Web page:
Is “Happy At Work” At All Possible?

More than 70% of employees report being unhappy at work.

Are you one of them? Is life at work “just OK”? Do you feel that, more days than not, you need to drag yourself out of bed?

Being happy at work is a challenge for both employees and the companies they work for. So much so that engagement is now a top priority for many CEOs. (You’ve probably seen more recognition programs and employee-friendly initiatives come your way recently).

Engagement initiatives are an efficient way to make you feel valued at work. According to neuroscience, they can boost motivation. But is this all it takes to make people happy at work?

In my opinion, you need more than that. It takes a conscious choice, and a shift in perspective to become happy at work. Let me explain.

I know someone who’s really happy at work

One of my friends is always grateful for what comes, and remains calm and respectful no matter what the day throws at him. (As an Executive with enough seniority to influence the strategic direction of one of the biggest Financial Institutions in the UK, I can tell you this is remarkable performance).

Is he frustrated at times? Of course.

Stressed? Oh dear yes.

Is he unhappy at work?


I asked him how, with the complexity and responsibilities of his role, he could still say that he was happy at work.

“Yes, there are good and bad days. But I’m lucky. I have a fantastic team. I learn something new every day. I’m trusted by my peers and boss and have the freedom to make my ideas real. At the end of the day, I think I’m doing the right thing for the institution and its people. That matters to me.”

No mention of his salary package, benefits or bonus in there because, for him, what’s important is the big picture. The path can be hard and unpredictable. But the way you go about it is your choice, and dictates your experience.

You don’t need to belong to the C-suite to have the same mindset. A good sense of purpose and perspective is accessible to all of us. So why don’t we do it more often?

A simple definition of happiness

In his book “Solve for Happy”, Mo Gawdat likes to see happiness as an equation.

Source: “Solve for Happy”, Mo Gawdat

When reality meets or exceeds our expectations, we’re happy. Therefore, it makes sense to look at both parts of the equation:

  • increase focus on the reality (how you’re getting there)
  • stop idealising the expectation (it’s just a personal projection of an ideal future)

We often fixate on the end result only, attaching our happiness to “we reach/have it or we don’t”. But our reality is changing constantly! So we need to adjust and learn to manage our expectations.

Related: How to rethink the way you lead

This is key if you want to find joy; the path to your ideal future is as important as the outcomes you envision. By acting with awareness and flexibility, you free up mind-space to actively shape your future. Of course, this is a way of being. It requires intentional action, commitment, and discipline.

So if this equation works in real life, could we use the same to be happy at work?

Being happy at work requires intentional action

Many unhappy people complain about their company: “no one does anything for me there”; “no one cares”.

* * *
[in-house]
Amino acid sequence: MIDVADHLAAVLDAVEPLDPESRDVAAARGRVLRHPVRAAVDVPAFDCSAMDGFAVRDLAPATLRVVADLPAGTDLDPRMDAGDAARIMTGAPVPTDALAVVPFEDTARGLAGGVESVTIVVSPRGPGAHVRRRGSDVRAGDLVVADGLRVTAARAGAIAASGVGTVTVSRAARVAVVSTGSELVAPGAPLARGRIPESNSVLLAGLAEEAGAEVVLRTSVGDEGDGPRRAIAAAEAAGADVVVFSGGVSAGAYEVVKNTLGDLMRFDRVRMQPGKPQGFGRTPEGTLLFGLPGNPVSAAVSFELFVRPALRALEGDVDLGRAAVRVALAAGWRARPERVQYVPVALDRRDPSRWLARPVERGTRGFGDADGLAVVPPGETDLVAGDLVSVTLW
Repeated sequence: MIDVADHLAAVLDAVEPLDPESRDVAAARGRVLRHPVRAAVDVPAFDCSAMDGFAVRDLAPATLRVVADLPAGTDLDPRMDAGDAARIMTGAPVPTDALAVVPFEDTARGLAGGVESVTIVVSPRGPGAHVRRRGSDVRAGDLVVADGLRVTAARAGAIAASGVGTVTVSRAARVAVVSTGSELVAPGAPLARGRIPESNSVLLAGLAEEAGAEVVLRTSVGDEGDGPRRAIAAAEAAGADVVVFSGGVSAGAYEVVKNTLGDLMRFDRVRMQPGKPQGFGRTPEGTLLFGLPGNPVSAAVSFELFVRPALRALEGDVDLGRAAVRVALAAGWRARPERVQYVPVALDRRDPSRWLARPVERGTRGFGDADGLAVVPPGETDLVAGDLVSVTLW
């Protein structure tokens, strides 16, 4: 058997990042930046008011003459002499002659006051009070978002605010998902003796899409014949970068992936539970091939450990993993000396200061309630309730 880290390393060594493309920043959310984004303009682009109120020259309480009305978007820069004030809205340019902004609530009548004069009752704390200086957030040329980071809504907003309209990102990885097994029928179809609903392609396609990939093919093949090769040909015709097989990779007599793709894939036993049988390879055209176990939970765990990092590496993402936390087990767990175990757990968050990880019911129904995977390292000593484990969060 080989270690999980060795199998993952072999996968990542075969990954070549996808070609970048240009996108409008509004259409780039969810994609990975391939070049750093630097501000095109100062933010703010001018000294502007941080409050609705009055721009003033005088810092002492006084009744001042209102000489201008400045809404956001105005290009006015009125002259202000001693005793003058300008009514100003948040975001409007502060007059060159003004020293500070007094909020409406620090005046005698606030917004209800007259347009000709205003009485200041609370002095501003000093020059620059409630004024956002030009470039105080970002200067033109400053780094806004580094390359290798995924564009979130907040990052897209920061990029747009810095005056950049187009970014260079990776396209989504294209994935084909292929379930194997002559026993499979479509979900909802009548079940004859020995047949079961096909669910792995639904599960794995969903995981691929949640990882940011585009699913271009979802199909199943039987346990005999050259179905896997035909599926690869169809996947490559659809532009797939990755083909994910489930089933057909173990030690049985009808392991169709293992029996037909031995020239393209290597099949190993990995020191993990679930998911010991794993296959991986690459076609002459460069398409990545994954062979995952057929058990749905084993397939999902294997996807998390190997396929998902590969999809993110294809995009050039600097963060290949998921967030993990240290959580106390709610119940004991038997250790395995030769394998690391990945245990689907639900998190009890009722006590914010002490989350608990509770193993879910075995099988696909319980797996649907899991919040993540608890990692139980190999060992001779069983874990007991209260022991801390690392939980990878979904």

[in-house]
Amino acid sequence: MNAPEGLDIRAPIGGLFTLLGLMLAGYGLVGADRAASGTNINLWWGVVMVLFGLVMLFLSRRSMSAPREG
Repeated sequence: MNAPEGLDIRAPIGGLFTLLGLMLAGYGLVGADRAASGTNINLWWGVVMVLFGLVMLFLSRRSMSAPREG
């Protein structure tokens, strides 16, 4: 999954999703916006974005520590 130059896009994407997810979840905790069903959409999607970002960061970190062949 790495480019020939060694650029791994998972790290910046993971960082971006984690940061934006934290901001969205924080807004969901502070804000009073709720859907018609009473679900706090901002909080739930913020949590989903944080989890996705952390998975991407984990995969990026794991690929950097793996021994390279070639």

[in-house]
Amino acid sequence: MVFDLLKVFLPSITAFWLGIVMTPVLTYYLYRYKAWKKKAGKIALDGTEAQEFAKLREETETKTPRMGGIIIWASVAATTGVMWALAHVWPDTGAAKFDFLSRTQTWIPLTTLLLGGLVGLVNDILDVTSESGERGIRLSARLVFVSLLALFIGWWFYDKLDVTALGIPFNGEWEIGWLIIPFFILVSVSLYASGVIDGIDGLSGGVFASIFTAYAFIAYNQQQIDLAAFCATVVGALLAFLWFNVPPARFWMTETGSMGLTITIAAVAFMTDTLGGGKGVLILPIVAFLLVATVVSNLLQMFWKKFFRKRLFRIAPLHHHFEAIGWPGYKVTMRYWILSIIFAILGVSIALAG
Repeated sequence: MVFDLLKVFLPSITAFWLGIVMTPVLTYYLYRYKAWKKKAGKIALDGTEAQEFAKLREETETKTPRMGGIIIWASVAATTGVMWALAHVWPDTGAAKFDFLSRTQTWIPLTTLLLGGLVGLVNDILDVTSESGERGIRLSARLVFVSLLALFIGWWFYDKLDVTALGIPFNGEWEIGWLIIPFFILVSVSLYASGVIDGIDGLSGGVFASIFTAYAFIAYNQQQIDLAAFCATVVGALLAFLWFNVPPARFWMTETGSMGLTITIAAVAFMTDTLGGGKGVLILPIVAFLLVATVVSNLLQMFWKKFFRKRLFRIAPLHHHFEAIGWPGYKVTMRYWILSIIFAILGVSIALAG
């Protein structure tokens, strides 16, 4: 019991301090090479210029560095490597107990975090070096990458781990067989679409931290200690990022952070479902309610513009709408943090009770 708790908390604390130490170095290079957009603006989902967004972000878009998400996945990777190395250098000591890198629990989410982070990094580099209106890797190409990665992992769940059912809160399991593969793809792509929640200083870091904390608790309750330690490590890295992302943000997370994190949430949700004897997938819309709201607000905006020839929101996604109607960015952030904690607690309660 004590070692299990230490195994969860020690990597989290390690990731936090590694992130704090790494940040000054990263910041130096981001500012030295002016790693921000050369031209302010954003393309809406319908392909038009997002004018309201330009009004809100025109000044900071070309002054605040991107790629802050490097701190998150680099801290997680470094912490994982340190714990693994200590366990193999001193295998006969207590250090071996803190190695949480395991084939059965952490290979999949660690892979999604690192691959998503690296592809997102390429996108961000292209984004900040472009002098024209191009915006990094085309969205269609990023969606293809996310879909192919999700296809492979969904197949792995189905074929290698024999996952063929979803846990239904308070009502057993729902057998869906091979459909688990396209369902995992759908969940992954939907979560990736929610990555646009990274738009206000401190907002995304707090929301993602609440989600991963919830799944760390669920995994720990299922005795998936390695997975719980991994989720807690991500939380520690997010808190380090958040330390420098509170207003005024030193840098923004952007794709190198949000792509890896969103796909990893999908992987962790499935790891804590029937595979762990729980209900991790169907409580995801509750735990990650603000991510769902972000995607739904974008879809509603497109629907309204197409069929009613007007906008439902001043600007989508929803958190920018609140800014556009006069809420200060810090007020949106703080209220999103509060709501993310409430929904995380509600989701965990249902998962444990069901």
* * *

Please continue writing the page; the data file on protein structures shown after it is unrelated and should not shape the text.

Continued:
Assuming that actively managing your expectations can improve happiness, are you taking action? Or passively waiting for gratification to hit your fan?

Let’s say you want training.

Passive attitude: Your expectation is that your company will provide you with training.

Intentional Action: Have you considered if there are any e-learning programs available? Do you set 1 hour aside each week to look at some of the free resources available online?

Let’s take another example — you want workplace culture to improve.

Passive attitude: Your expectation is that your boss will tell everyone how things should happen and make sure everyone is happy with the way they do happen.

Intentional Action: Do you take action and play your part, by building positive relations? Do you help others by sharing knowledge? Can you defuse arguments?

These two simple examples show you it’s still possible to meet your expectations, even if things don’t go according to plan. But it requires you to execute your part!

Work is an inevitable part of life. And life is far too short to be spent being unhappy!

If we want to find our own motivation at work, we can’t just rely on engagement programs. It’s time to make a conscious choice on how we experience our work life, and take responsibility in doing our part of the work with a positive mindset.

Many people see the workplace with negative bias. But, to be fair, is life at home “always happy”? You don’t “quit” your family because your kid just destroyed your favourite shirt. You keep going because you know there’s more to family life than that.

Do the same if you want to be happy at work. Your job is not to idealise the end result (“being happy once and for all”), but to declutter your mind and focus better so that you make sense of the difficult.

What makes you happy at work? Leave us a comment below!




Founder, Yoäg: inspiration & yoga breaks. Conscious leadership lessons learned as I grow my wellness travel business.

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Coralie SAWRUK

Coralie SAWRUK

Founder, Yoäg: inspiration & yoga breaks. Conscious leadership lessons learned as I grow my wellness travel business.

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